First in a two-part series
The last couple of weeks have seen chaos and turmoil at ports of entry on the Texas and New Mexico borders with Mexico.
In an action he described as a measure to combat the rescinding of Title 42 in May, which will reverse the federal government’s ability to immediately deport to Mexico immigrants seeking asylum in the U.S. due to the pandemic, on the week of April 4, Texas Gov. Greg Abbott ordered secondary inspections by Texas DPS on northbound cargo shipments into Texas. This is in addition to the routine inspections that Customs and Border Protection conducts on northbound commercial vehicles entering the U.S. Abbott claimed that too many illegal immigrants and contraband are currently entering and will be entering the U.S. when Title 42 goes away.
The effect of Abbott’s action was immediate. Northbound shipments into the U.S. slipped to a crawl, with many trucks in major Texas ports such as El Paso waiting up to 12 hours to cross. Produce shipments spoiled and products failed to reach their destination on time. Trying to avoid the mess in Texas, companies started shipping their cargo through New Mexico’s Santa Teresa and Columbus ports, which caused long lines and longer crossing times. Adding to this mess, Mexican truckers, infuriated by Abbott’s decree, blocked the northbound lanes at various Texas ports, including El Paso. They then proceeded to Santa Teresa and blocked that port for six hours on April 12. Industry representatives, many of Abbott’s fellow Texas Republicans, and the White House itself denounced the gridlock Abbott was causing.
Facing strong backlash, Abbott quickly convened meetings with Mexico’s border governors. He then conducted press conferences and issued press releases stating that the Mexican governors had agreed to increased inspections of cargo on the Mexican side of the border.
I imagine that the Mexican governors were between a rock and a hard place. On one hand, they had to have been angered by the effects and losses that Abbott’s unilateral action had on their states, and were probably reluctant to help him out of a tough spot. On the other hand, they were under pressure from the trade sector to do something. Therefore, the Mexican governors of the states of Tamaulipas, Nuevo León, Coahuila and Chihuahua all went along with Abbott in order for him to rescind his order. How the inspections will be verified and how long they will last was not reported.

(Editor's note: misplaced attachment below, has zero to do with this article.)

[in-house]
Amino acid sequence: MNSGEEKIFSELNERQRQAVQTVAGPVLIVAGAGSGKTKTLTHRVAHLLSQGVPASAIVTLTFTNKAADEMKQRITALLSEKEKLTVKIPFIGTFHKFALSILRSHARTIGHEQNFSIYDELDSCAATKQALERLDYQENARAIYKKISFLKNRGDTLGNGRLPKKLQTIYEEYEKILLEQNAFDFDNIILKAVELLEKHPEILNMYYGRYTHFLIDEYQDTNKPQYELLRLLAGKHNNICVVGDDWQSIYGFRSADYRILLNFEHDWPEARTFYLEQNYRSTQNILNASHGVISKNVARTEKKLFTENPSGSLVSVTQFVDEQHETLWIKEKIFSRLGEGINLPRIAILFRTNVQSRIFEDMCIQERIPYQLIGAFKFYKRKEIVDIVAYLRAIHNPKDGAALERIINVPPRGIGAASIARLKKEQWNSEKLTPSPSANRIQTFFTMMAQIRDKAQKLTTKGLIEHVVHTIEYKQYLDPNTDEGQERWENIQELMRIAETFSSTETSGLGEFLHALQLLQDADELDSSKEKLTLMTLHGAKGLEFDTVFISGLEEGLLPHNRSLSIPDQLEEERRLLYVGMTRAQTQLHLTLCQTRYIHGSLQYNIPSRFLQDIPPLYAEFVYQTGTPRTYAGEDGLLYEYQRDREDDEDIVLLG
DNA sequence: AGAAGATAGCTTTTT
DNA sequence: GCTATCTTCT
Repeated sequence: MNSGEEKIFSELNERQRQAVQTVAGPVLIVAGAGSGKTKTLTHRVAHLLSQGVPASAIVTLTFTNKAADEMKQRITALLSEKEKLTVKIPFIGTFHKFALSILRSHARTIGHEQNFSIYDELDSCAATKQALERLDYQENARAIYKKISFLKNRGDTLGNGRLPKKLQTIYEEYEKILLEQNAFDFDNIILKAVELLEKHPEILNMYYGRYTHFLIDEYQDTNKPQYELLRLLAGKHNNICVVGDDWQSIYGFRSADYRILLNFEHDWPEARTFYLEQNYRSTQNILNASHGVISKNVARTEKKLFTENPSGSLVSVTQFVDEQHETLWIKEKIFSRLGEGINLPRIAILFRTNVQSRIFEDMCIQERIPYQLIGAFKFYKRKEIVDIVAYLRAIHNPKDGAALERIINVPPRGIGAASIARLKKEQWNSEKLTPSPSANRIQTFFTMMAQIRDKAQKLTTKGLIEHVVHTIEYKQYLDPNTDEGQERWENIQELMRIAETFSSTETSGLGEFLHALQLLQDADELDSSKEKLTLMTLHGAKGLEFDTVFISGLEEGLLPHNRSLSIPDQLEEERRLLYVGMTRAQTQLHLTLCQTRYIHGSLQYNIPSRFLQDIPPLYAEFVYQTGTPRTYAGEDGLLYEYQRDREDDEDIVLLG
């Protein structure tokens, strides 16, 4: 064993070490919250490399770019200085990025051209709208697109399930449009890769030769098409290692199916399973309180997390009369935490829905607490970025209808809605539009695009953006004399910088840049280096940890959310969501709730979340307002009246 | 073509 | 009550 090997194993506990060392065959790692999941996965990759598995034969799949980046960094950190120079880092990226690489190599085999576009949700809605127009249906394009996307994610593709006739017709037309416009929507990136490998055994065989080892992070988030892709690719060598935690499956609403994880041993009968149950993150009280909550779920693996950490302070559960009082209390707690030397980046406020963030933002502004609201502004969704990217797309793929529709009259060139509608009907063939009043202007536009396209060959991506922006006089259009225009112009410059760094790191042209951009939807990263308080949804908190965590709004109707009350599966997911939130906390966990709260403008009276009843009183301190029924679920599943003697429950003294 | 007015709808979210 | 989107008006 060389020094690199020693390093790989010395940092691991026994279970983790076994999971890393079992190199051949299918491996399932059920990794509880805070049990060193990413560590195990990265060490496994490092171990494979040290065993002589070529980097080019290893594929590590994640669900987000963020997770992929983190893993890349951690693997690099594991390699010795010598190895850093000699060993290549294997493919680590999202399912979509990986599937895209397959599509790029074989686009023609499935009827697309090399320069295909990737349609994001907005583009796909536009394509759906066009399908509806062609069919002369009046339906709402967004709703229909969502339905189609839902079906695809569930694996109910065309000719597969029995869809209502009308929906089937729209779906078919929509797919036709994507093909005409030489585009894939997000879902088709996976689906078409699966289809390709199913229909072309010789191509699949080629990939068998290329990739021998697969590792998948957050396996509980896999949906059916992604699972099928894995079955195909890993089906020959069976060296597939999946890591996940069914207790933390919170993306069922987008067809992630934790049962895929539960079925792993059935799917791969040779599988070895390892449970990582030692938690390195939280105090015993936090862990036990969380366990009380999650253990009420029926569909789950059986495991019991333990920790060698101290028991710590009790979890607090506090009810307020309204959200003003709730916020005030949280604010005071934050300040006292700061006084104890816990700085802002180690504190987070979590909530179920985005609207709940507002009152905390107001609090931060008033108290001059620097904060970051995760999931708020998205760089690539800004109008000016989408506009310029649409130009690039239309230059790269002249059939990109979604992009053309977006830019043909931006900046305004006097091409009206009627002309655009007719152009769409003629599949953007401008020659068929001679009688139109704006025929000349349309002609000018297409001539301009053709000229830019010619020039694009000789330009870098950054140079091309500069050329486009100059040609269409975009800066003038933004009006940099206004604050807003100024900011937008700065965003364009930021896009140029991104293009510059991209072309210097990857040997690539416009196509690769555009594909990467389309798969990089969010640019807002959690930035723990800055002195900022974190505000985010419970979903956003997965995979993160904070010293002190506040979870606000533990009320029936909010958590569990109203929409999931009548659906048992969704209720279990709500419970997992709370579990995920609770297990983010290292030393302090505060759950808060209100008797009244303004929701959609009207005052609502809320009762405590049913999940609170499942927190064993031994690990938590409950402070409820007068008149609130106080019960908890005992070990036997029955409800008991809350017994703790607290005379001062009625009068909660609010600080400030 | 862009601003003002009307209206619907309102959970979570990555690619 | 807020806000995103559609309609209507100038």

CBP conducts inspections of northbound cargo using X-rays, random inspections, drug-sniffing dogs, and a variety of high technology applications. In 2001, it launched Customs Trade Partnership Against Terrorism (CTPAT) as part of its multilayered inspection of cargo. This is a program in which carriers, consolidators, licensed customs brokers and manufacturers work with CBP to increase the security of shipments and to strengthen the supply chain. Technology, GPS, securing systems and monitoring equipment are all used in order to make sure that shipments are not contaminated with contraband. Companies all along the border enroll in CTPAT to form a strong partnership with CBP.
And what did Abbott’s program solve? Nothing. CBP’s diligence and the CTPAT program are most likely the reason in which Abbott’s secondary inspections yielded nothing press-worthy, other than Texas DPS announcing that they had put some trucks out of commission for safety violations. This is what DPS agencies in the four U.S. border states do randomly as part of their ordinary duties. No major drug shipments or human smuggling rings were found by Texas DPS.
When the effects of the stalled traffic, gridlock and backlash began to dominate the news, Abbott brushed off the seriousness of the situation by stating that it was a rather small inconvenience suffered by a few in the pursuit of a larger issues involving illegal entries and contraband. Therein lies the real reason behind Abbott’s actions, which were never intended for their actual stated goals. Rather, focusing on these national hot button issues is a good way to position himself as a border governor tough on illegal entries of humans, drugs and contraband. He gambled that he could raise his profile away from the border, most likely helping him in the future if he wants to launch a campaign for the presidency. Whether his gamble pays off yet remains to be seen.
Sadly, Abbott’s actions continue the trend of using the U.S.-Mexico border as a punching bag for political purposes, especially during election season. I am sure that Abbott’s advisers cautioned him that his secondary inspection program would yield little in terms of its objectives. However, the opportunity for him to be in the news away from the border was too alluring, and he proceeded anyway not fully understanding the mess his actions would cause. As one Mexican governor stated, “It is never a good thing to lead with politics when attempting to solve a problem.”
Next article: The effects and aftermath of Abbott’s secondary inspections.
Jerry Pacheco is the executive director of the International Business Accelerator, a nonprofit trade counseling program of the New Mexico Small Business Development Centers Network. He can be reached at 575-589-2200 or at email@example.com.